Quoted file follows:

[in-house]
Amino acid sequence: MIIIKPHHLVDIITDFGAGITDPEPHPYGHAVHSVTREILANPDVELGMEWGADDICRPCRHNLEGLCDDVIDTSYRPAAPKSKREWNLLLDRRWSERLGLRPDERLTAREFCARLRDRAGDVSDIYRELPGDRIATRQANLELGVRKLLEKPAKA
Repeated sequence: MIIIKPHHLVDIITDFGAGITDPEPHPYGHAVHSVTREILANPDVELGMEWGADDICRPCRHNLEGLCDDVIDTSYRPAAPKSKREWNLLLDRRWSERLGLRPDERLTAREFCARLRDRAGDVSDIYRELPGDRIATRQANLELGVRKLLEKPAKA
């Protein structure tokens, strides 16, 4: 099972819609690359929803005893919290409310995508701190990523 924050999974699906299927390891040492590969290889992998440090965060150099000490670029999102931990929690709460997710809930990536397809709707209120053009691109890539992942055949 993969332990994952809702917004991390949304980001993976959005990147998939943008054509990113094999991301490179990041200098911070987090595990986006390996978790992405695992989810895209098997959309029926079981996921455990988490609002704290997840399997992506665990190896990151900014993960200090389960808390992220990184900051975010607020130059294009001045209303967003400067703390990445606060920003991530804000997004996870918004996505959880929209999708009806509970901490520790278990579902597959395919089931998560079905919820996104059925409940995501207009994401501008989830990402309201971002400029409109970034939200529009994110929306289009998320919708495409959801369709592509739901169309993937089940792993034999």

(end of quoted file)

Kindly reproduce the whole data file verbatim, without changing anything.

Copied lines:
[in-house]
Amino acid sequence: MIIIKPHHLVDIITDFGAGITDPEPHPYGHAVHSVTREILANPDVELGMEWGADDICRPCRHNLEGLCDDVIDTSYRPAAPKSKREWNLLLDRRWSERLGLRPDERLTAREFCARLRDRAGDVSDIYRELPGDRIATRQANLELGVRKLLEKPAKA
Repeated sequence: MIIIKPHHLVDIITDFGAGITDPEPHPYGHAVHSVTREILANPDVELGMEWGADDICRPCRHNLEGLCDDVIDTSYRPAAPKSKREWNLLLDRRWSERLGLRPDERLTAREFCARLRDRAGDVSDIYRELPGDRIATRQANLELGVRKLLEKPAKA
């Protein structure tokens, strides 16, 4: 099972819609690359929803005893919290409310995508701190990523 924050999974699906299927390891040492590969290889992998440090965060150099000490670029999102931990929690709460997710809930990536397809709707209120053009691109890539992942055949 993969332990994952809702917004991390949304980001993976959005990147998939943008054509990113094999991301490179990041200098911070987090595990986006390996978790992405695992989810895209098997959309029926079981996921455990988490609002704290997840399997992506665990190896990151900014993960200090389960808390992220990184900051975010607020130059294009001045209303967003400067703390990445606060920003991530804000997004996870918004996505959880929209999708009806509970901490520790278990579902597959395919089931998560079905919820996104059925409940995501207009994401501008989830990402309201971002400029409109970034939200529009994110929306289009998320919708495409959801369709592509739901169309993937089940792993034999």